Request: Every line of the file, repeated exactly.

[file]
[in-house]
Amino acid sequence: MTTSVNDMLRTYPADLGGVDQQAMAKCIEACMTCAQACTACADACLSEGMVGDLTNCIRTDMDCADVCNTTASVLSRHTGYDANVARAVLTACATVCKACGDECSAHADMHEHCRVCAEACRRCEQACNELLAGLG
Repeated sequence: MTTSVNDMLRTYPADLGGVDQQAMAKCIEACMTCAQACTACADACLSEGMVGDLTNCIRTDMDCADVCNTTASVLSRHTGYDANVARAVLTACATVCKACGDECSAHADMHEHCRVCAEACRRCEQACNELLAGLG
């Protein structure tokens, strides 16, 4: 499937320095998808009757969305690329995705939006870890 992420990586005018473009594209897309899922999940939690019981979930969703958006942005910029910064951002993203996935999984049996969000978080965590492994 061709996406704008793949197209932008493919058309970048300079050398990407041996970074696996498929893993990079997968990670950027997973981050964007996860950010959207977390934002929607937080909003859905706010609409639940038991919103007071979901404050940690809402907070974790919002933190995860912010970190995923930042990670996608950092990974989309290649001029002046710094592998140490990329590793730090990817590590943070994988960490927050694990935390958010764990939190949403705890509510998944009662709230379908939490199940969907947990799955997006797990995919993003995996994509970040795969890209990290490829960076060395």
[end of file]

[in-house]
Amino acid sequence: MTTSVNDMLRTYPADLGGVDQQAMAKCIEACMTCAQACTACADACLSEGMVGDLTNCIRTDMDCADVCNTTASVLSRHTGYDANVARAVLTACATVCKACGDECSAHADMHEHCRVCAEACRRCEQACNELLAGLG
Repeated sequence: MTTSVNDMLRTYPADLGGVDQQAMAKCIEACMTCAQACTACADACLSEGMVGDLTNCIRTDMDCADVCNTTASVLSRHTGYDANVARAVLTACATVCKACGDECSAHADMHEHCRVCAEACRRCEQACNELLAGLG
């Protein structure tokens, strides 16, 4: 499937320095998808009757969305690329995705939006870890 992420990586005018473009594209897309899922999940939690019981979930969703958006942005910029910064951002993203996935999984049996969000978080965590492994 061709996406704008793949197209932008493919058309970048300079050398990407041996970074696996498929893993990079997968990670950027997973981050964007996860950010959207977390934002929607937080909003859905706010609409639940038991919103007071979901404050940690809402907070974790919002933190995860912010970190995923930042990670996608950092990974989309290649001029002046710094592998140490990329590793730090990817590590943070994988960490927050694990935390958010764990939190949403705890509510998944009662709230379908939490199940969907947990799955997006797990995919993003995996994509970040795969890209990290490829960076060395």